Caring For Your Footwear

Of all the protective equipment officers wear day to day, it is your boots which are often thought of the least. A good pair of boots offers protection from water, mud and rough terrain only to be tossed to a slow death in a dark closet. Believe me, if this is how you take care of your boots, that you are unnecessarily shortening their life.

But, with proper care, a pair of quality boots can last for many years and provide protection and comfort day after day. I have boots I’ve worn every day last for several years – even longer if I could have them resoled. Of course, extending the life of even a quality pair of boots requires basic care. Without this simple but necessary care, you will find your wallet empty as you shop for a replacement far more often than necessary.

All boots need to be cleaned, brushed and air-dried after use. If your boots are a modern synthetic, such as Cordura, there is little additional care needed other than to store them in a dry location out of direct sunlight and occasionally applying a spray waterproofing treatment as needed. But, if you prefer leather, then you have a little more work to do.

Police BootsLeather is skin and skin, whether yours or that of the animal used to make your favorite boots, requires regular cleaning, conditioning and protection. This means you need to treat your boots like a second skin and provide the same cleaning, conditioning and protection you would to your own. Damp leather deteriorates and that which is left un-cleaned eventually breaks down due to abrasion of its fibers and loss of the natural oils. The same goes for the threads used in stitching, so do not forget to clean all areas of your boots.

Boots caked with mud or other debris should be rinsed clean with water and a soft brush or soft cloth.  Even if caked on mud is not present, you should still wipe the surface to ensure any dirt particles, oils or other foreign substances are removed. Once all dirt is removed, the boots should be placed in a dry, indoor location until completely dried both inside and out. If your boots have been saturated, say from stepping into deep water, you may need some additional heat to dry them quickly. If this is the case, do not place them next to a heater as the intense heat will do more damage than good. Instead, you should use an electric boot dryer if available or other source of low level heated air. If no additional heat source is available, open the boots as much as possible, removing the laces if necessary, and place in a warm area overnight.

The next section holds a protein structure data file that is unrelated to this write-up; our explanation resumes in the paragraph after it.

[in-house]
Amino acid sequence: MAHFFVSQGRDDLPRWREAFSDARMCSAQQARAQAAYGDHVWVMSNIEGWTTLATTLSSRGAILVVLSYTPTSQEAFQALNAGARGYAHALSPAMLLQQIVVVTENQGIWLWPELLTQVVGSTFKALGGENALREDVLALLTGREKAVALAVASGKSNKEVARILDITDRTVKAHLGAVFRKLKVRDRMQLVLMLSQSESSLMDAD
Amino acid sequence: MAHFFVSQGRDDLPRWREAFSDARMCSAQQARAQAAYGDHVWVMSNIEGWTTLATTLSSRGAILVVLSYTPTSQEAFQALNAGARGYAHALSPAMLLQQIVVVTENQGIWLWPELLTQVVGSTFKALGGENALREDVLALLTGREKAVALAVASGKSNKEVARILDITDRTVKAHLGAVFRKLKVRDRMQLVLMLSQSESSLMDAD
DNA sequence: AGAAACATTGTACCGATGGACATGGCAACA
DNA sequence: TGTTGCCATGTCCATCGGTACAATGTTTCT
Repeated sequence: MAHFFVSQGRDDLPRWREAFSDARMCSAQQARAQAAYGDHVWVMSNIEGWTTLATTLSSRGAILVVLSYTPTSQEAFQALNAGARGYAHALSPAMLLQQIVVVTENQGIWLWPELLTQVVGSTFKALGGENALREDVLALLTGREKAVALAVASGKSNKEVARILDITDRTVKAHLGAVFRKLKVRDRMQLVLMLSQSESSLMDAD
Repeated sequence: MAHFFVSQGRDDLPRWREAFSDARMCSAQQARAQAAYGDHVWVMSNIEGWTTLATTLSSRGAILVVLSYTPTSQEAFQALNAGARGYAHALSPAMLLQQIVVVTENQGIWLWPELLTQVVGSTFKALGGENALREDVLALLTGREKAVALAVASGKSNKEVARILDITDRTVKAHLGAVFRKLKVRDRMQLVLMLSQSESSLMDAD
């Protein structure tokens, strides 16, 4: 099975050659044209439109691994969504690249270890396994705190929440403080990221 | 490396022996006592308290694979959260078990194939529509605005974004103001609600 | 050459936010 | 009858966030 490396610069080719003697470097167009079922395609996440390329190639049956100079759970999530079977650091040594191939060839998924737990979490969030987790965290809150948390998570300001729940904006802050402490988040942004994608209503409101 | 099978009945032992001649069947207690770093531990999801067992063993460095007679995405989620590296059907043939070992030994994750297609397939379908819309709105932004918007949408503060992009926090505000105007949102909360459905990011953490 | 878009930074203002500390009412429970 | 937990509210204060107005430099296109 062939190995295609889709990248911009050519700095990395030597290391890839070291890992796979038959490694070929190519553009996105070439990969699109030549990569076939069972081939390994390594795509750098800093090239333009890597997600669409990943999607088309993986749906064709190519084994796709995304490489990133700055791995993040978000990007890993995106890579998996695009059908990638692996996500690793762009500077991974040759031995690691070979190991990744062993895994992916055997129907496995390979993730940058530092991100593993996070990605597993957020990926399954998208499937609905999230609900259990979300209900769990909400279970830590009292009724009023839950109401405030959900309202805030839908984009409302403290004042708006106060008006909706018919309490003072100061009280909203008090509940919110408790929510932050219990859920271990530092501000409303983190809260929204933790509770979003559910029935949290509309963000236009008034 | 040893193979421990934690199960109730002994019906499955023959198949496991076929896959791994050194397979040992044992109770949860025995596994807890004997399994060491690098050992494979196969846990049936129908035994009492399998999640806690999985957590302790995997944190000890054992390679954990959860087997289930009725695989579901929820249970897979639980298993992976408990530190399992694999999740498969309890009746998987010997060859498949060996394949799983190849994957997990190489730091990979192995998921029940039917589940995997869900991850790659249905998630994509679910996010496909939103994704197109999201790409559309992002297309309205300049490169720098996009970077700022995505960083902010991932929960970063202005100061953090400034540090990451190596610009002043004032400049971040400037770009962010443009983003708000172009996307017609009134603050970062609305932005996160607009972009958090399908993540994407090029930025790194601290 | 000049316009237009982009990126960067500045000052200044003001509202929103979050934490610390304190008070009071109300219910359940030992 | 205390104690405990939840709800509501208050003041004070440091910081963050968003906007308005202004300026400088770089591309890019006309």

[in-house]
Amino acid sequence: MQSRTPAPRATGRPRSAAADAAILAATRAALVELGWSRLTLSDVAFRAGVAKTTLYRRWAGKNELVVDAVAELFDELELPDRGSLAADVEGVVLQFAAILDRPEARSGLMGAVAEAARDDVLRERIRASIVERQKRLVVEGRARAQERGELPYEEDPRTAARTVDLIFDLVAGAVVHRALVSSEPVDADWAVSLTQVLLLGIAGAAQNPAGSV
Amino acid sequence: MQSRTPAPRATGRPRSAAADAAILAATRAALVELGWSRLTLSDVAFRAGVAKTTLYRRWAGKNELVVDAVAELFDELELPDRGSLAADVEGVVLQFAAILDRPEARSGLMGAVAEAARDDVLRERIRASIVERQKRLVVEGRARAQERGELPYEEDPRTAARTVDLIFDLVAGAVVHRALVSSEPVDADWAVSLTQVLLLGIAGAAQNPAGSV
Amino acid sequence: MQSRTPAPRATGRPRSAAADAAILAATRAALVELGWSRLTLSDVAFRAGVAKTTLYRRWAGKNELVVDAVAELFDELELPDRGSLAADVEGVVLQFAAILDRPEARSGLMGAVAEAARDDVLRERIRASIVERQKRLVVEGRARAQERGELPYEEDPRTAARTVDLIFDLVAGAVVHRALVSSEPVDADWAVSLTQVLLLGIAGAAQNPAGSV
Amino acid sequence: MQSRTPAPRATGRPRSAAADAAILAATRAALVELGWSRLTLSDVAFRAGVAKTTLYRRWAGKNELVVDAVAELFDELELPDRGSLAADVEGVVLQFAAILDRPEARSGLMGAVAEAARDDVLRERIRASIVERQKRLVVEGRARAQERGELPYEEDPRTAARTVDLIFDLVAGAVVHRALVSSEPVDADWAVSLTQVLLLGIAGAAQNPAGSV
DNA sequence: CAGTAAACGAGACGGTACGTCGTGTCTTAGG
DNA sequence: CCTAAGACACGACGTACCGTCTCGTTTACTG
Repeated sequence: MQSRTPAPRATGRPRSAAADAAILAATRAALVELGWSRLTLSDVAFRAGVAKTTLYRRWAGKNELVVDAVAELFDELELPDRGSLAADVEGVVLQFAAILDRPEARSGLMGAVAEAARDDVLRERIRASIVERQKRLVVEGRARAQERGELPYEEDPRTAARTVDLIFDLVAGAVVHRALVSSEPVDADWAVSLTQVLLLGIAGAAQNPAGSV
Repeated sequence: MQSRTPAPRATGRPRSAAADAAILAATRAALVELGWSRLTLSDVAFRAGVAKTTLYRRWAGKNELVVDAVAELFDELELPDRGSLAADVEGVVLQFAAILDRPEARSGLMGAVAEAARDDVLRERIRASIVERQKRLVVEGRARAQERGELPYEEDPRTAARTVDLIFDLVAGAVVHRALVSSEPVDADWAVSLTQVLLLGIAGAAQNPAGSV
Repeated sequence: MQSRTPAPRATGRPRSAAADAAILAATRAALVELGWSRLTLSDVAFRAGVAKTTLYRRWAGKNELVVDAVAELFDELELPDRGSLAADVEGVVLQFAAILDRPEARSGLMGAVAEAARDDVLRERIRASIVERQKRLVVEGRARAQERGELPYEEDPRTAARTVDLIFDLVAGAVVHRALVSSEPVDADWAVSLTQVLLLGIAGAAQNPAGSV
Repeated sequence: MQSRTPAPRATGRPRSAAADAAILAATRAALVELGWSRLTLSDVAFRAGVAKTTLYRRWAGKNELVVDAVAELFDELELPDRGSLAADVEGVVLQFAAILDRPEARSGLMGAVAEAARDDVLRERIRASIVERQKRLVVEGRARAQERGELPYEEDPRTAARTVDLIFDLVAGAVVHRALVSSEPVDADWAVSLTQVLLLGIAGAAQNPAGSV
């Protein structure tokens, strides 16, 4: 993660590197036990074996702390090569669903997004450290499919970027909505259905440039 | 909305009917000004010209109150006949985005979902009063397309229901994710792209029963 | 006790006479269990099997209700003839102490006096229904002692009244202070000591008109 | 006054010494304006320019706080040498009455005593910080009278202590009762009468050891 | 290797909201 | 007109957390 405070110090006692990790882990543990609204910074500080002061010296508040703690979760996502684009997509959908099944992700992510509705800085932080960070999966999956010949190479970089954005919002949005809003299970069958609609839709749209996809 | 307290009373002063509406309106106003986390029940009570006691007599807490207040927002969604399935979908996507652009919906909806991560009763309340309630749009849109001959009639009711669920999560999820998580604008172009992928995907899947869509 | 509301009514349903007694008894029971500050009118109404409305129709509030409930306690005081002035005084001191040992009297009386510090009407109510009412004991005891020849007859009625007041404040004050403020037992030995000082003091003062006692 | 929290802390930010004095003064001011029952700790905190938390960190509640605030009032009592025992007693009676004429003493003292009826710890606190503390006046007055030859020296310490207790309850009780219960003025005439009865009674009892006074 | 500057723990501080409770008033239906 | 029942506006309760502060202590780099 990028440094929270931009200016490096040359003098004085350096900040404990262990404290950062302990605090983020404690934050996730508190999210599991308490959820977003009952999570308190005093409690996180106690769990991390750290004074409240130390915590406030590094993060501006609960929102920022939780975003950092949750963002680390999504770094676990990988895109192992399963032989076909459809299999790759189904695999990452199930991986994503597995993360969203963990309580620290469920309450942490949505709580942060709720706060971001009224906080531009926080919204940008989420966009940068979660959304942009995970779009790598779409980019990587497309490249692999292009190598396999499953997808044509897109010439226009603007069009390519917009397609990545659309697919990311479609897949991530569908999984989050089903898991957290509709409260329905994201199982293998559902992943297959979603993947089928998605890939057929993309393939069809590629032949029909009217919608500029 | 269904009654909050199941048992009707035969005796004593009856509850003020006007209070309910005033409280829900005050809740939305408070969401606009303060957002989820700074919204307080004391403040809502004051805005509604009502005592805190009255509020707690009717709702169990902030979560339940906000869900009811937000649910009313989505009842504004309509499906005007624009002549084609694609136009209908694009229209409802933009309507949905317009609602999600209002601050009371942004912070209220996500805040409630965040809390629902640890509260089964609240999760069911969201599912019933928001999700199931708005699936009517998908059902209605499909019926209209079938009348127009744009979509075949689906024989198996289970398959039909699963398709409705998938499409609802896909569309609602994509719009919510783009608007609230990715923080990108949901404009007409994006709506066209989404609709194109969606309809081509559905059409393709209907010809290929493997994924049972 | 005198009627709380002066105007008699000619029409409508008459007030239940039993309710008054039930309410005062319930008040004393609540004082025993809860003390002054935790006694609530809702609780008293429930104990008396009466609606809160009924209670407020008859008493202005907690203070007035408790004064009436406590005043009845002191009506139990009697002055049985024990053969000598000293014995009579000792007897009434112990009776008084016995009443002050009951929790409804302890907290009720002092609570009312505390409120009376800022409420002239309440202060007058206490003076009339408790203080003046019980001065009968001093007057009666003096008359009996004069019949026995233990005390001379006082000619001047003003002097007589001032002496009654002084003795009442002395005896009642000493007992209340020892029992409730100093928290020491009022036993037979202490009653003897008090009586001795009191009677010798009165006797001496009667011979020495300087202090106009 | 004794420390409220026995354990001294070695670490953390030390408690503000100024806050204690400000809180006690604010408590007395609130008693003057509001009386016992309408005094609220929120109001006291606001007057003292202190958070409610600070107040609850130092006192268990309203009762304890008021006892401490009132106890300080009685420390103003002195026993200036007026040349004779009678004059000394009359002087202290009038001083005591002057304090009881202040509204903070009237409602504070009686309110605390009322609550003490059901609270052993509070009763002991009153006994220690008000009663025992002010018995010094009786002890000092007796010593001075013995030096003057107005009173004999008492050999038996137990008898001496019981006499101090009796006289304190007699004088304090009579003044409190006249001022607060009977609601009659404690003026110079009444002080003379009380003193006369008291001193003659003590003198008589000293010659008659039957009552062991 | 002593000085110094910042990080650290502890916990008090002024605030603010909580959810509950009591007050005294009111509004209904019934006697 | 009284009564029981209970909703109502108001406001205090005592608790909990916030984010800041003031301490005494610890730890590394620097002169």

Once your boots are dry, it is time to move onto protecting them for future use; how you do this will depend upon the specific finish of your boots. Nubuck or suede, easily recognized because of its rough or fluffed surface, should be brushed after dry then treated with a commercially available spray protection designed for these specific finishes. Finished leather, which is smooth rather than rough like suede, should be treated with a paste wax  or natural oil applied with a soft cloth. And you thought polishing your boots was just so you could look good at morning muster.

The final stage of protection occurs during your days off. Avoid simply throwing your boots in a closet or a pile with your other shoes, as being crushed at the bottom of the pile for extended periods can also cause damage. Instead, try storing your boots in their original box or on a shelf rather than on the floor.

Disclaimer: The content in this article is the opinion of the writer and does not necessarily reflect the policies or opinions of US Patriot Tactical.

Tom Burrell

Tom enlisted in the US Marine Corps Reserves in 1987. Following service in Desert Storm, he transitioned to active duty with the US Coast Guard. In 1997 he left the USCG to pursue a position in conservation & maritime law enforcement. Tom is currently a Captain and he oversees several programs, including his agency investigation unit. He is also a training instructor in several areas including firearms, defensive tactics and first aid/CPR. In 2006 Tom received his Associate’s Degree in Criminal Justice from Harrisburg Area Community College and in 2010 a Bachelor’s Degree from Penn State University.
Tom Burrell

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